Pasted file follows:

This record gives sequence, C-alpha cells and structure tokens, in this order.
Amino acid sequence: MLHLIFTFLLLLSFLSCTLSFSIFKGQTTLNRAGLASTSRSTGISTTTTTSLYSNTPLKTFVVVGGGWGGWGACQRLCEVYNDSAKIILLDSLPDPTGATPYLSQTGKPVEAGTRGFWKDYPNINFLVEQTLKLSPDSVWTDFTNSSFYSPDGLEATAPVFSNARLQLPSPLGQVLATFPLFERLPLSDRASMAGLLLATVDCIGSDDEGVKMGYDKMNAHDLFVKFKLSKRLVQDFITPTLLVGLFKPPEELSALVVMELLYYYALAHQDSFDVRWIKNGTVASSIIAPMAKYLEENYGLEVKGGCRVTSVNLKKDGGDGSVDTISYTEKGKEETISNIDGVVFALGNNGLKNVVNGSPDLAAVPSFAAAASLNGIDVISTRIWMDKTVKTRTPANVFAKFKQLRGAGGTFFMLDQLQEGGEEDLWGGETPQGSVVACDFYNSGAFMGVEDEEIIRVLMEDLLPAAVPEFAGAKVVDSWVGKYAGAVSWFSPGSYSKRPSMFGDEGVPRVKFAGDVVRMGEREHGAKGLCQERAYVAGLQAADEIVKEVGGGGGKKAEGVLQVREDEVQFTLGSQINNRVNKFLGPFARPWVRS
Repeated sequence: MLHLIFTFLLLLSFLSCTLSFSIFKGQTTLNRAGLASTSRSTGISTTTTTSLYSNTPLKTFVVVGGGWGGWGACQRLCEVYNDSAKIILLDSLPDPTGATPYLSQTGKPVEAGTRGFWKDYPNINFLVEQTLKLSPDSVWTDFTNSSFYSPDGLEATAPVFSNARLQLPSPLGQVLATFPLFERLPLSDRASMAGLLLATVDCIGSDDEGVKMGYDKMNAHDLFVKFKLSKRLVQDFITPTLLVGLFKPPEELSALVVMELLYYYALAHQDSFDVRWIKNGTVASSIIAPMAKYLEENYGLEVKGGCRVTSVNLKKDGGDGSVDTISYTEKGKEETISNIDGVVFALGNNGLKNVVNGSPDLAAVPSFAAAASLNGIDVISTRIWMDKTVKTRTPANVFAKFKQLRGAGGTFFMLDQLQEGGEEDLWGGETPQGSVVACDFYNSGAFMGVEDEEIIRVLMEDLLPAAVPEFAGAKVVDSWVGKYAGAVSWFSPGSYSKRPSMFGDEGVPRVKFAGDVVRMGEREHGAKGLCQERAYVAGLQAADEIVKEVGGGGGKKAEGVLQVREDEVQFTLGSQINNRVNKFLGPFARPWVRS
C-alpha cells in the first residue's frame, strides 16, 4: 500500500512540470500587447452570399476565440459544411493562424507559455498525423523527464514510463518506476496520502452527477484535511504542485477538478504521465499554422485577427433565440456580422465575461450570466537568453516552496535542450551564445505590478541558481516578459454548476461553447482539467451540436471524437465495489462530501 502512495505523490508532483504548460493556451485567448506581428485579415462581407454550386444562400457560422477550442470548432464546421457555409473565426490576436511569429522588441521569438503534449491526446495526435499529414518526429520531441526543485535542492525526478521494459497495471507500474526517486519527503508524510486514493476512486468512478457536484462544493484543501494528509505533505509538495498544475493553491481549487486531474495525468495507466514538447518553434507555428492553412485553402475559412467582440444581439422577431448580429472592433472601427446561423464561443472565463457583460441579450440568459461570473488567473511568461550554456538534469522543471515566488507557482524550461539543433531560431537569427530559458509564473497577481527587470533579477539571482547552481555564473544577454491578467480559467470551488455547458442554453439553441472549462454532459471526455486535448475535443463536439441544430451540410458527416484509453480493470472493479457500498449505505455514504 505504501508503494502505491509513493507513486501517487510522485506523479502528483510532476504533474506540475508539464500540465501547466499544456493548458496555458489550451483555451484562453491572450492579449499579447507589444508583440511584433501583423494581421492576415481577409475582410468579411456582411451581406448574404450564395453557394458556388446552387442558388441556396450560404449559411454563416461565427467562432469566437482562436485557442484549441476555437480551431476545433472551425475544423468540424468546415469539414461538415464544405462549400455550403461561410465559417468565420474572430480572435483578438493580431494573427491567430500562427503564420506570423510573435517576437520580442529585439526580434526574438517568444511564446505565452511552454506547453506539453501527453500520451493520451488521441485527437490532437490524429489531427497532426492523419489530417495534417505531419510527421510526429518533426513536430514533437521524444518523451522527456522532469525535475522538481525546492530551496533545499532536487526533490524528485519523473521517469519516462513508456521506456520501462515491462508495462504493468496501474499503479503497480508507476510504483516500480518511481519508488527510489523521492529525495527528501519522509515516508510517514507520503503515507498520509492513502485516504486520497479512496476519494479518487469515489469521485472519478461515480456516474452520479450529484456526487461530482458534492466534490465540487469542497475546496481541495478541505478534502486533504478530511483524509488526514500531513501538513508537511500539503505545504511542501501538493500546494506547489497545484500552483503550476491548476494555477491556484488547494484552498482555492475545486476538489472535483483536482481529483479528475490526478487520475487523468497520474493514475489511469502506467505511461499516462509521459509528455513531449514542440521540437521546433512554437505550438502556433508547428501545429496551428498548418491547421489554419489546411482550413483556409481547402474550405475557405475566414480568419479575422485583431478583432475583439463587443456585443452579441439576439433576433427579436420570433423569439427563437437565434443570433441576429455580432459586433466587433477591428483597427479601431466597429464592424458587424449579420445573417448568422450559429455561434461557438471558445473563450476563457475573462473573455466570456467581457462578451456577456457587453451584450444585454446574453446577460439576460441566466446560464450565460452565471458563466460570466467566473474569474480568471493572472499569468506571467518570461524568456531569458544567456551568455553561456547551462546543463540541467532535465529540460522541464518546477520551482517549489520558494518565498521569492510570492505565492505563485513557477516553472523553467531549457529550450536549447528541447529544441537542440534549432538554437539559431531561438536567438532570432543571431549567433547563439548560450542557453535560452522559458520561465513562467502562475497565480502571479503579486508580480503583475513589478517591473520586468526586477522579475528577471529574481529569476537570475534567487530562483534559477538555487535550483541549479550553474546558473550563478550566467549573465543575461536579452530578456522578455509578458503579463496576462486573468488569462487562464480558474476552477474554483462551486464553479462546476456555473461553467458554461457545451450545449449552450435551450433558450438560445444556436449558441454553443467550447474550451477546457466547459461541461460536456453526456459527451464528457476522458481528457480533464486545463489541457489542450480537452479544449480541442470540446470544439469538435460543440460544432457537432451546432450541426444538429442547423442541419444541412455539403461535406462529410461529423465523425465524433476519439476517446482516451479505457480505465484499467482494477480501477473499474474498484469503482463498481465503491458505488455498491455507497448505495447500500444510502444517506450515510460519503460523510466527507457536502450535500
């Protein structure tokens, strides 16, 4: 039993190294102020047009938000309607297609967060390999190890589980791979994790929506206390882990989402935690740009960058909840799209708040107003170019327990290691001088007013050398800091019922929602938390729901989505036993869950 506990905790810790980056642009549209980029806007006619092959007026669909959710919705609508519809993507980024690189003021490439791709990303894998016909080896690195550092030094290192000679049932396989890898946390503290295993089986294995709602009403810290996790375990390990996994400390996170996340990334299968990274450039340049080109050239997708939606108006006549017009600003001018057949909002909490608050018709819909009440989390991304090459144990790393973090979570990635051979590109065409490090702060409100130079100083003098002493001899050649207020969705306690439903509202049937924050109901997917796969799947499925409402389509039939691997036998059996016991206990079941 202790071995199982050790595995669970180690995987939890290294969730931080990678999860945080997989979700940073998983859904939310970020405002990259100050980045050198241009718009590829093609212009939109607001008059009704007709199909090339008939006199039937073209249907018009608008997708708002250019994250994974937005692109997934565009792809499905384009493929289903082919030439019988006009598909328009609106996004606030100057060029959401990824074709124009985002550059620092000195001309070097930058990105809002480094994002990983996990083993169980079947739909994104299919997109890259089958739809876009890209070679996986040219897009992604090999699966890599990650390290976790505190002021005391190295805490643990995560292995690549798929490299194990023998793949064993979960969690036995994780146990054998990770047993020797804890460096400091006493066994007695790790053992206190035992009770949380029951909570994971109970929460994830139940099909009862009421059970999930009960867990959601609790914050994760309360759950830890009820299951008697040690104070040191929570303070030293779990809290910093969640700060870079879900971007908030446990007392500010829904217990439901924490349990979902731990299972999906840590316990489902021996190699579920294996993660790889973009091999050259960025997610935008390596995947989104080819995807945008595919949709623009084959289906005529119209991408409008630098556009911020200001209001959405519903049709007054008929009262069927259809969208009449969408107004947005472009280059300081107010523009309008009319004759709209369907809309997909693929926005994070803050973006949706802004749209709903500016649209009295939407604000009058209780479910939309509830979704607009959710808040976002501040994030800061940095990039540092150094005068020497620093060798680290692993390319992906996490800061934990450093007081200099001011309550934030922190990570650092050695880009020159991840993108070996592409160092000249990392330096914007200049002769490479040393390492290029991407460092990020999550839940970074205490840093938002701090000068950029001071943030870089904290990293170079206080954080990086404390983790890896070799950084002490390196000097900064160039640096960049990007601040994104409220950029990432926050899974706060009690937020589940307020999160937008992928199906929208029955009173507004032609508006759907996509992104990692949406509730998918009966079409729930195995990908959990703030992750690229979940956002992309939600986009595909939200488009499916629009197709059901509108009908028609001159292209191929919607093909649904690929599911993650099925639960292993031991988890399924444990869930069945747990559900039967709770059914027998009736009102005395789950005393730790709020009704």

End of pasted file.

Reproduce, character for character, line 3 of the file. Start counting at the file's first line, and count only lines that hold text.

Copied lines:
Repeated sequence: MLHLIFTFLLLLSFLSCTLSFSIFKGQTTLNRAGLASTSRSTGISTTTTTSLYSNTPLKTFVVVGGGWGGWGACQRLCEVYNDSAKIILLDSLPDPTGATPYLSQTGKPVEAGTRGFWKDYPNINFLVEQTLKLSPDSVWTDFTNSSFYSPDGLEATAPVFSNARLQLPSPLGQVLATFPLFERLPLSDRASMAGLLLATVDCIGSDDEGVKMGYDKMNAHDLFVKFKLSKRLVQDFITPTLLVGLFKPPEELSALVVMELLYYYALAHQDSFDVRWIKNGTVASSIIAPMAKYLEENYGLEVKGGCRVTSVNLKKDGGDGSVDTISYTEKGKEETISNIDGVVFALGNNGLKNVVNGSPDLAAVPSFAAAASLNGIDVISTRIWMDKTVKTRTPANVFAKFKQLRGAGGTFFMLDQLQEGGEEDLWGGETPQGSVVACDFYNSGAFMGVEDEEIIRVLMEDLLPAAVPEFAGAKVVDSWVGKYAGAVSWFSPGSYSKRPSMFGDEGVPRVKFAGDVVRMGEREHGAKGLCQERAYVAGLQAADEIVKEVGGGGGKKAEGVLQVREDEVQFTLGSQINNRVNKFLGPFARPWVRS